Critical Care and Shock

North American Survey of Vasopressor and Inotrope Use in Severe Sepsis and Septic Shock

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Objective: The primary objective of this study was to characterize how vasopressor and inotropic agents are prescribed and administered in the hemodynamic management of sepsis. Secondary objectives were 1) to evaluate adherence with published guidelines to identify areas of deviation and 2) to describe pharmacists’ perceived incidence of adverse drug reactions (ADRs) of vasopressors and inotropes.

Design and setting: Web-based survey.

Patients and participants: Critical care pharmacists.

Interventions: An email invitation was sent to critical care pharmacists asking them to complete a web-based survey. The survey opened September 29, 2004 and closed March 4, 2005.

Measurements and results: Of 1065 pharmacists, 235 (22.1%) responded to the survey. Median hospital and ICU size were 451 and 20 beds, respectively. Primary types of ICUs included general (42.1%), medical (28.5%), surgical/trauma (18.3%), cardiac (9.8%), and other (1.3%). Independent of pulmonary artery catheter (PAC) use, the most common initial vasopressor choice in surgical/trauma ICUs was norepinephrine. In the other ICUs, the most common first-line agent was norepinephrine if a PAC was present and dopamine if a PAC was not present. The most common dosage regimen of vasopressin was a continuous infusion of 0.04 units/min (49.8%). The most commonly used inotrope was dobutamine. Respondents reported using inotropes either sometimes (48.1%) or rarely (34.0%), with therapy continuing 24–48 (54.5%) or 48–72 (26.0%) hours. Commonly associated agents with specific adverse effects included dopamine with tachycardia and norepinephrine with digital ischemia. Much variability was shown in drug concentrations and various dosages of vasopressors and inotropes between institutions.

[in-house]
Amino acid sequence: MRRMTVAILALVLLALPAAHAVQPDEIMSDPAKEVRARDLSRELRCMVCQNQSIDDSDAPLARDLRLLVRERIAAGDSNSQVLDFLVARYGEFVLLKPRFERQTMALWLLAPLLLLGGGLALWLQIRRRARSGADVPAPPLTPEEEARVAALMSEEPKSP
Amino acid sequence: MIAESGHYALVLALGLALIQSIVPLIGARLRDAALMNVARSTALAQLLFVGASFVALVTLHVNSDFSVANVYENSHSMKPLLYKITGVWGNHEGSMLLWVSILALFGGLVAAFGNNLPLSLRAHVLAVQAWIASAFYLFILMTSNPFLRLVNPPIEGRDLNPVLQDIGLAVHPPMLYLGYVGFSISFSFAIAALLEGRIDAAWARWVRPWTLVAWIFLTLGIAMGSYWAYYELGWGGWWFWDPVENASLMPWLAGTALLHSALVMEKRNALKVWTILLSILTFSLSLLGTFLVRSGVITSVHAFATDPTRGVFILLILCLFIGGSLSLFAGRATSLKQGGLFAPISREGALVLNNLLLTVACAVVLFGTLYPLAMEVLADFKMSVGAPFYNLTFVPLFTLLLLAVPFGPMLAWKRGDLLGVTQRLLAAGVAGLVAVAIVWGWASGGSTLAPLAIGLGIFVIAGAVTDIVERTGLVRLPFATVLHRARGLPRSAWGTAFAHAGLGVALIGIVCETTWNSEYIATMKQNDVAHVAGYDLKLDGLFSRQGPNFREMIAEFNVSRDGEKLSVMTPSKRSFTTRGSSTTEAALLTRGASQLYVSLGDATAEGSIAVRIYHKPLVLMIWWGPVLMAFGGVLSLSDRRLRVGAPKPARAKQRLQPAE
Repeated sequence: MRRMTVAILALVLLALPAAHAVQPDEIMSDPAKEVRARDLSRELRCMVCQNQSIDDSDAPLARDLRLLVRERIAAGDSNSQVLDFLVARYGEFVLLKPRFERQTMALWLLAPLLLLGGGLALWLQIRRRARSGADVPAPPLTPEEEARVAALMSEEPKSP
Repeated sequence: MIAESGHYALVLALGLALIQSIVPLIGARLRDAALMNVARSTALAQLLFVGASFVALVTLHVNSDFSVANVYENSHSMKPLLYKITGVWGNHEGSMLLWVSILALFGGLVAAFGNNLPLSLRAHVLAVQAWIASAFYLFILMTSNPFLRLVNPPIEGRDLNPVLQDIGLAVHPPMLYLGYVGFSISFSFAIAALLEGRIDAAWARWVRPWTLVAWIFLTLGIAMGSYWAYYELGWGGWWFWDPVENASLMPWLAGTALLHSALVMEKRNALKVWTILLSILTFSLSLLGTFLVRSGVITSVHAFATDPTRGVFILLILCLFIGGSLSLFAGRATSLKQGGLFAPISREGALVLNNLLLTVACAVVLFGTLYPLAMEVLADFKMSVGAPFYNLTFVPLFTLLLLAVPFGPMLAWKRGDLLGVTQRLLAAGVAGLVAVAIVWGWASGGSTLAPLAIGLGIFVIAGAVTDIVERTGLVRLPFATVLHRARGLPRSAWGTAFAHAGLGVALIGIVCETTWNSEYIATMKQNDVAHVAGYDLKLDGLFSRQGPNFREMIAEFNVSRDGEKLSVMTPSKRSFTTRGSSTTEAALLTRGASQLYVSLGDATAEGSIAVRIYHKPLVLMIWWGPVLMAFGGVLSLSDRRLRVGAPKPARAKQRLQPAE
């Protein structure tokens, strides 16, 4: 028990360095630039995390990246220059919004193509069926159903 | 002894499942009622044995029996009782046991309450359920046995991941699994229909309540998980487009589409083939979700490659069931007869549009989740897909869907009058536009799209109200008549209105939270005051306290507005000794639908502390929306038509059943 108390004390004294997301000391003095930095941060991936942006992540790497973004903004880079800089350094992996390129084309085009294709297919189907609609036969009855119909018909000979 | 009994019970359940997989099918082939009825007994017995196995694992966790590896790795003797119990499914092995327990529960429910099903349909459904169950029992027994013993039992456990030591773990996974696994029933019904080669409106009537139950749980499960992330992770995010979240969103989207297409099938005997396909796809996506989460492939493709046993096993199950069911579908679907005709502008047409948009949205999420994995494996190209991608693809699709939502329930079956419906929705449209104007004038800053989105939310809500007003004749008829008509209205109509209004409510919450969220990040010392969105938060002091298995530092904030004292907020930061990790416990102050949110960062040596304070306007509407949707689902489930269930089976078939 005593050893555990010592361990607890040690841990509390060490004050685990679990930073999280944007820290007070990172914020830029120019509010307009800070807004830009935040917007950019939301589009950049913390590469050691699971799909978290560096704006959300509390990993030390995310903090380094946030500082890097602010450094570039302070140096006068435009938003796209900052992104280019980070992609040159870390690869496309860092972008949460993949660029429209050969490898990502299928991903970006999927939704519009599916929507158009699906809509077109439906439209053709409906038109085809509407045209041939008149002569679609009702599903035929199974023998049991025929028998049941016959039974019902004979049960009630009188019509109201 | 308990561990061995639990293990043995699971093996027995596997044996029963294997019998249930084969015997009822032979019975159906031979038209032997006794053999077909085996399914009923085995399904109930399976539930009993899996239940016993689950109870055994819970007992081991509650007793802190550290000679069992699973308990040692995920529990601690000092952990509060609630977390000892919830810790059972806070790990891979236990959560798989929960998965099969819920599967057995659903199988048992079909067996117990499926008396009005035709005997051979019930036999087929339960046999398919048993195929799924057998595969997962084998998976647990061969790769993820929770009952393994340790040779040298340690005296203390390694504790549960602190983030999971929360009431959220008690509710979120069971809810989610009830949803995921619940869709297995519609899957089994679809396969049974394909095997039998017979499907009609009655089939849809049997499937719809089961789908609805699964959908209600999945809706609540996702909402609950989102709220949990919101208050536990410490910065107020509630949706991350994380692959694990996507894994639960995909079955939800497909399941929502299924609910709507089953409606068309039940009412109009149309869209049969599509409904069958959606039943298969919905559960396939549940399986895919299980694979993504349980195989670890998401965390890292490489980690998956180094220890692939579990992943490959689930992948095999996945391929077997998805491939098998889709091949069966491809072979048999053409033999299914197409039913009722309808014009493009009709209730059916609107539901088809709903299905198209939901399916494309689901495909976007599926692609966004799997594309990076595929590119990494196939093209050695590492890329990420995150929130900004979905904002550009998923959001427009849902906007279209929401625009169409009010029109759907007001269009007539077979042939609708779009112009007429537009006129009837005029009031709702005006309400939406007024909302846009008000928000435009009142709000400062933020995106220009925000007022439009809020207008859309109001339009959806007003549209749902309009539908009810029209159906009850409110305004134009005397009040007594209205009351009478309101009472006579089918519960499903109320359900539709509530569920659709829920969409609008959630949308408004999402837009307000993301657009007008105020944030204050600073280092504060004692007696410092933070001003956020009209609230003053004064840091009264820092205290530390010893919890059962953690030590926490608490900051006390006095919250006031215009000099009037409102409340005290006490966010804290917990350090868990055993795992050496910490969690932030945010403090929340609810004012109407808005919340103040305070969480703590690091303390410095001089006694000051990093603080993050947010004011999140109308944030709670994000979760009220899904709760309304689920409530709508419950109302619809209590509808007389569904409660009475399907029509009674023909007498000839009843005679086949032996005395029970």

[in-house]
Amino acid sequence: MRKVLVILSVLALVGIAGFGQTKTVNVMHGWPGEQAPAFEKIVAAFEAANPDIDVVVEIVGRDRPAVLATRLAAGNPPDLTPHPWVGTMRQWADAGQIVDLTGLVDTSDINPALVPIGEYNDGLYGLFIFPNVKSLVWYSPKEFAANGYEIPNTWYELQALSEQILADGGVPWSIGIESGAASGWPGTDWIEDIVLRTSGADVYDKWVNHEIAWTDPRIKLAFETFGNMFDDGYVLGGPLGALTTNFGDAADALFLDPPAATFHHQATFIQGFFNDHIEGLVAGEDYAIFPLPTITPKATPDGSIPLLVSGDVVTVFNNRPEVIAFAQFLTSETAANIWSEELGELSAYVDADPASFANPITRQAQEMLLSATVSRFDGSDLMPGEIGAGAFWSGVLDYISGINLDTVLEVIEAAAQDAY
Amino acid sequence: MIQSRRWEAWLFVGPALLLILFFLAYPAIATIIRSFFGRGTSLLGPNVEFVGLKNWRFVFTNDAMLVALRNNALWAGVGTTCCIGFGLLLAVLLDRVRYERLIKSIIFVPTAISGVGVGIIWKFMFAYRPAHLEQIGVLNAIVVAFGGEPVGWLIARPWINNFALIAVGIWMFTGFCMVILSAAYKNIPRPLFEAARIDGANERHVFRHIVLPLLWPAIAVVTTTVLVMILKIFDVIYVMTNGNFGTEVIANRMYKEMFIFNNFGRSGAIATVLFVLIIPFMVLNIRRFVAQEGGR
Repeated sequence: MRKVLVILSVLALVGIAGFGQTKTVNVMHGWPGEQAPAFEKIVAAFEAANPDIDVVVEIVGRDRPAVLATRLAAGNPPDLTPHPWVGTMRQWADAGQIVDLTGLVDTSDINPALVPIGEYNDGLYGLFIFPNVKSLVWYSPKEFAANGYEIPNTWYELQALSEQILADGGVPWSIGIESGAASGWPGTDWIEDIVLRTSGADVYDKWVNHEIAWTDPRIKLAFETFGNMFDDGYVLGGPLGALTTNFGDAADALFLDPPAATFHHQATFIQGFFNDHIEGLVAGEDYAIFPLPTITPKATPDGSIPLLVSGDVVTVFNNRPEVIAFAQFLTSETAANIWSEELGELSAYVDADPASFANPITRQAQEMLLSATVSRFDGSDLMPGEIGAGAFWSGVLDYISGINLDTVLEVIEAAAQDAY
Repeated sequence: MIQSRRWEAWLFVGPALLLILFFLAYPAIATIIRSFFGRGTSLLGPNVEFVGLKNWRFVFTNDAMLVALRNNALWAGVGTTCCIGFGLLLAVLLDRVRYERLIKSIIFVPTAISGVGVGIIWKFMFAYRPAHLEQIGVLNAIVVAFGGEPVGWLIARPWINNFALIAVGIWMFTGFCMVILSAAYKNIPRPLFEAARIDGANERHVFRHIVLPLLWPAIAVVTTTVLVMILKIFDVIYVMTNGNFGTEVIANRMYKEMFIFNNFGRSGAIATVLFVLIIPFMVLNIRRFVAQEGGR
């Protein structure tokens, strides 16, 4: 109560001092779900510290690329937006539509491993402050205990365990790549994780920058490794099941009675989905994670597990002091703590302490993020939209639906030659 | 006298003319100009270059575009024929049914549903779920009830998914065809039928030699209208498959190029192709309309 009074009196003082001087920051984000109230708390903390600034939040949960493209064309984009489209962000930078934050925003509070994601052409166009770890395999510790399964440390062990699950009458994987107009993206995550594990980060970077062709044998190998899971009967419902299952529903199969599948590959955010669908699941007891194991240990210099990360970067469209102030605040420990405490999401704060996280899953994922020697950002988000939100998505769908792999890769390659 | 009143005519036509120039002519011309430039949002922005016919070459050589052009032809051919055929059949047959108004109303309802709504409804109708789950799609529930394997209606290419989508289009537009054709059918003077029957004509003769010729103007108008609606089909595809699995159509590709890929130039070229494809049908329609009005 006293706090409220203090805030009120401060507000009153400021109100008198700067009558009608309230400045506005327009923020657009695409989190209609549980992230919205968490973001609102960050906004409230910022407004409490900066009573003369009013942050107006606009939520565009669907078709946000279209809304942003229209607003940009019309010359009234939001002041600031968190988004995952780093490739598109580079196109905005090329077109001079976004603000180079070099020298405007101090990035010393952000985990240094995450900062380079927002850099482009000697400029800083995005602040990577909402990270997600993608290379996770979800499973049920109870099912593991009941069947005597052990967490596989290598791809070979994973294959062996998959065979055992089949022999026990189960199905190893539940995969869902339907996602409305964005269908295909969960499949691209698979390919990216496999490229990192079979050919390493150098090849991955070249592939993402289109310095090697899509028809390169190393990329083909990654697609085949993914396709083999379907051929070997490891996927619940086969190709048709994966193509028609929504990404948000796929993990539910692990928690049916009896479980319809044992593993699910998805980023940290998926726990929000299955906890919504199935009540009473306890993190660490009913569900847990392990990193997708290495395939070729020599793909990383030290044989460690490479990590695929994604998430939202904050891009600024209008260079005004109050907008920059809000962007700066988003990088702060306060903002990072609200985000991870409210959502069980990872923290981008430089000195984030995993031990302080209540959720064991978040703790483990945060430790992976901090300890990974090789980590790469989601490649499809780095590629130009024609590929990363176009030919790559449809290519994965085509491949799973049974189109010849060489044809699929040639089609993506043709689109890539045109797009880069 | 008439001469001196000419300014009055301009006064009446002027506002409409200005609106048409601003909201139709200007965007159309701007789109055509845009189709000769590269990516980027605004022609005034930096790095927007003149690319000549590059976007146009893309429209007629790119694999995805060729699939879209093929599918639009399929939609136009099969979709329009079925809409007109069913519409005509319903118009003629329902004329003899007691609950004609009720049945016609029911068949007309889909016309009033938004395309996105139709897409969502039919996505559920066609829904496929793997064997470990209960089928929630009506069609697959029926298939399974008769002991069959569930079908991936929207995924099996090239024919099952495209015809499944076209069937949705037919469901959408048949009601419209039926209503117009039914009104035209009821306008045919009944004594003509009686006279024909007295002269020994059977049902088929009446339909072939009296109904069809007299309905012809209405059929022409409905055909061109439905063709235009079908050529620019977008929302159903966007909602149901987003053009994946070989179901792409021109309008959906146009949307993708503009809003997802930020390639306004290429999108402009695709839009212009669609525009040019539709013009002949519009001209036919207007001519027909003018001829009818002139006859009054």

Conclusions: Despite published guidelines, vasopressor and inotrope use in hemodynamic management of patients with sepsis and septic shock displayed much variability. Perceived incidence of ADRs for these agents also demonstrated inconsistency among respondents. National organizations need to develop recommendations for standardization of concentrations of continuous infusion medications in the ICU.